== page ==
Background: Controversy exists about the impact of ischemia on renal function. We evaluated the creatinine clearance of patients having undergone laparoscopic renal extirpative and ablative surgery.
Study design: The records of patients undergoing laparoscopic procedures for renal masses from February 2000 to March 2004 were examined. Creatinine clearance (CrCl) for each patient was determined using the Cockcroft-Gault equation and ideal body weight. We compared CrCl changes of patients undergoing laparoscopic partial nephrectomy (without renal ischemia [LPN-none], with warm ischemia [LPN-warm], and with cold ischemia [LPN-cold]) with patients undergoing laparoscopic radical nephrectomy (LRN) and laparoscopic cryoablation. Patients predisposed to medical renal disease were substratified and evaluated.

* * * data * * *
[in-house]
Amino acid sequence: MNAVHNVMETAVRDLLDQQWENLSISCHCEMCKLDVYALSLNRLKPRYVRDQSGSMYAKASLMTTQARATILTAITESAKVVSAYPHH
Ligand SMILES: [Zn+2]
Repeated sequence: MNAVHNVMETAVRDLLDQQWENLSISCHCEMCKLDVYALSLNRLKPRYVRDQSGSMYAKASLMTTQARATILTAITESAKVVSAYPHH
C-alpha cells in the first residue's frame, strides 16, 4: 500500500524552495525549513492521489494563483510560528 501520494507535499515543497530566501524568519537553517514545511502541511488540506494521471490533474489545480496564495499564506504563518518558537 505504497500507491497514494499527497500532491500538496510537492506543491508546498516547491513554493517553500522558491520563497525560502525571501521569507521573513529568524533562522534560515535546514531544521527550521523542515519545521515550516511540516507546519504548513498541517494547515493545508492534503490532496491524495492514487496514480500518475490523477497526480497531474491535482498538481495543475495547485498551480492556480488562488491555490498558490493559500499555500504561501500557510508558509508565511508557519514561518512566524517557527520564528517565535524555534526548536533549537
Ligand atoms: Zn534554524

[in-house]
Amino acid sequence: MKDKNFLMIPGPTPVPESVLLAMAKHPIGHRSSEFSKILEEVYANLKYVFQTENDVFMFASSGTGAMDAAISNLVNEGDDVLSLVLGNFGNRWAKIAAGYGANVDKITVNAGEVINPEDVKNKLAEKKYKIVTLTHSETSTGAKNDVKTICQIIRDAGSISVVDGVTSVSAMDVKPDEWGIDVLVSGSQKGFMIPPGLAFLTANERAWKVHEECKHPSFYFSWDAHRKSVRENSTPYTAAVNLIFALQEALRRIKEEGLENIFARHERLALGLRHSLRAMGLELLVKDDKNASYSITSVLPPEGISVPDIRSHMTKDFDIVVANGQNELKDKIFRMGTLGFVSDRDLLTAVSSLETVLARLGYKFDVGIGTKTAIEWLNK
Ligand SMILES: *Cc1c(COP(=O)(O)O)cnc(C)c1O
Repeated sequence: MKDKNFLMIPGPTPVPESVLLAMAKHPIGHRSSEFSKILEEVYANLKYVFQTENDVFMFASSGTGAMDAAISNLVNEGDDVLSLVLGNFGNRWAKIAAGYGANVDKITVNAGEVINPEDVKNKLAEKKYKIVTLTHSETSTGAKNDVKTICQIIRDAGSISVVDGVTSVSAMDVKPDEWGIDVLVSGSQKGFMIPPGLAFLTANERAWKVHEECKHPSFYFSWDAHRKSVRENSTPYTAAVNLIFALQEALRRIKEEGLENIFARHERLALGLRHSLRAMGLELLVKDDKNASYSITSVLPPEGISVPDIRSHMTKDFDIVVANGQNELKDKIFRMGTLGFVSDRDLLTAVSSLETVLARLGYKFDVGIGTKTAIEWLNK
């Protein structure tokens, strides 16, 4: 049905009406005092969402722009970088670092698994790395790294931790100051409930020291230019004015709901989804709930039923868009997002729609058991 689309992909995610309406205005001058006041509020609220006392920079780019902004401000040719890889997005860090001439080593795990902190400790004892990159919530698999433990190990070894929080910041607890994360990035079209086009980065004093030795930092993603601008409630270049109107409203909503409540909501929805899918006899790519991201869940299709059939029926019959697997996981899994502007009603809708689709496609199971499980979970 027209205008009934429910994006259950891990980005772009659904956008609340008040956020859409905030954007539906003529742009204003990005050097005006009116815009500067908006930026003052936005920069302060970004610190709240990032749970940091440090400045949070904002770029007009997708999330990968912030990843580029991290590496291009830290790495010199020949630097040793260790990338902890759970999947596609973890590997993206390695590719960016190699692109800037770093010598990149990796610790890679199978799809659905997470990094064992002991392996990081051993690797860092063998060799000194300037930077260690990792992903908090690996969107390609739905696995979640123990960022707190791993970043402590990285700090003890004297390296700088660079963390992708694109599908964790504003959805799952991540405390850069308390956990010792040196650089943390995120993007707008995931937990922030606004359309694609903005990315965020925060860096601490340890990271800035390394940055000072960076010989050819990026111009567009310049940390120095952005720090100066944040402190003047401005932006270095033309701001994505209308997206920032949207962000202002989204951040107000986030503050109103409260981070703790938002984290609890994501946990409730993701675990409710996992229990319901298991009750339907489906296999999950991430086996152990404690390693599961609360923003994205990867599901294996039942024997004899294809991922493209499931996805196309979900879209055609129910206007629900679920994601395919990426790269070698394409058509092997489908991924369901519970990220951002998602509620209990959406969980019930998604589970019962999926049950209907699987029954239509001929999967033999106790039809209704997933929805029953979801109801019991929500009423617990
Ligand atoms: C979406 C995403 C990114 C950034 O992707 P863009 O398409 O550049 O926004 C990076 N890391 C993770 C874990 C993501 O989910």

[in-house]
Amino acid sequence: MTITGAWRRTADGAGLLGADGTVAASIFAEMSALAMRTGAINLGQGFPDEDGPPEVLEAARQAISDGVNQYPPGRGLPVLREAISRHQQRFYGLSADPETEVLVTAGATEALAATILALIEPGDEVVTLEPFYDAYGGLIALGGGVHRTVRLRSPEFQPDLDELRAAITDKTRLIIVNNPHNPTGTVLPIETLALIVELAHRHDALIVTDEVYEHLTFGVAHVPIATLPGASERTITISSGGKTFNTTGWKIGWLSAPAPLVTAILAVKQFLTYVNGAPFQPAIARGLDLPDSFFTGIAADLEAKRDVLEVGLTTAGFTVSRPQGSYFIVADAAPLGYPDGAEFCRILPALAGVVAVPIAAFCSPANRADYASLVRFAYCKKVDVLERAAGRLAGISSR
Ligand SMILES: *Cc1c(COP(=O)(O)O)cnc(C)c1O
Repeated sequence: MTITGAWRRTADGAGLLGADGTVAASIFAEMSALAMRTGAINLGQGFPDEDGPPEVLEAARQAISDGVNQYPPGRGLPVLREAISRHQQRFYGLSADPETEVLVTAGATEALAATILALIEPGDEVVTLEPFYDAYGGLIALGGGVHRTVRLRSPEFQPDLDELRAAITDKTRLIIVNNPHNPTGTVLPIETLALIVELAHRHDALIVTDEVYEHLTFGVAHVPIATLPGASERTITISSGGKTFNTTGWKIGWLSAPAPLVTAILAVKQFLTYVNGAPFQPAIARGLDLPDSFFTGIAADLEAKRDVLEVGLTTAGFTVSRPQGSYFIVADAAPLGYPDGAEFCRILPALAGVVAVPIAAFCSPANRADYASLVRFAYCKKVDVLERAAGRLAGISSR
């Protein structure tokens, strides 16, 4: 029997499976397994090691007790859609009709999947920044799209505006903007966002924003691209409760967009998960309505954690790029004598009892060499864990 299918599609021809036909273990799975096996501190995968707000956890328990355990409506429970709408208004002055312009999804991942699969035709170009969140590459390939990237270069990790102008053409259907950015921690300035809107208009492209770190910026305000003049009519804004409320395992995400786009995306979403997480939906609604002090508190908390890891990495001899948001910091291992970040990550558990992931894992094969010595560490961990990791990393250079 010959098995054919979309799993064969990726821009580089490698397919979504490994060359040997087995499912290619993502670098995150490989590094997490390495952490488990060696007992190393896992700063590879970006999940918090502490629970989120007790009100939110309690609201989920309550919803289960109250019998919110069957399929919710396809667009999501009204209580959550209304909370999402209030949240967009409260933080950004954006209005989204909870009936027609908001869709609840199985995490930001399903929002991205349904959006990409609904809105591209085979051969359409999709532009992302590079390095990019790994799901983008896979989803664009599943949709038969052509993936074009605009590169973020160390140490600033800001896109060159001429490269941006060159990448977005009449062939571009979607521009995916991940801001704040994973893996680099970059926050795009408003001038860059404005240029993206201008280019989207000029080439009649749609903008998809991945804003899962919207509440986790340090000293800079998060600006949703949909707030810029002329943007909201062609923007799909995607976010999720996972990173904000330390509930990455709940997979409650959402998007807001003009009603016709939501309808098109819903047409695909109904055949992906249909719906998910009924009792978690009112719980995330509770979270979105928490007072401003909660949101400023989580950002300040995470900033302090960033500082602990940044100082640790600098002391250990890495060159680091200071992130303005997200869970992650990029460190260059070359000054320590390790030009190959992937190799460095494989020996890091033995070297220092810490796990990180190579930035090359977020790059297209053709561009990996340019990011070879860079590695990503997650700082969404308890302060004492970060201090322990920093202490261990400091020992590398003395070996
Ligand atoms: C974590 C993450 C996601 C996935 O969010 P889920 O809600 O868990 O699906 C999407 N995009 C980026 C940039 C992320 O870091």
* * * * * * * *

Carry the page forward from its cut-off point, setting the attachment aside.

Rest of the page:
Results: All patients who underwent LRN or LPN-warm sustained a significant drop in CrCl on the first postoperative day, compared with patients who had LPN without ischemia or cryoablation (p < 0.01). The CrCl decrease correlated directly with warm ischemia time. Six months postoperatively, CrCl changes were no longer significant. Patients with medical renal disease risk factors were more likely to sustain longterm (1 year postoperatively) renal damage if they had renal ischemia, trending toward statistical significance.
Conclusions: Ischemia causes acute renal damage, which is apparently reversible in patients without evidence of medical renal disease. Patients with known medical renal disease have substantial longterm changes in renal function associated with unilateral renal ischemia. Considering the insensitivity of creatinine-based renal function metrics, only eliminating ischemic time will realize the goal of maximal nephron preservation, particularly in patients with preexisting medical renal disease.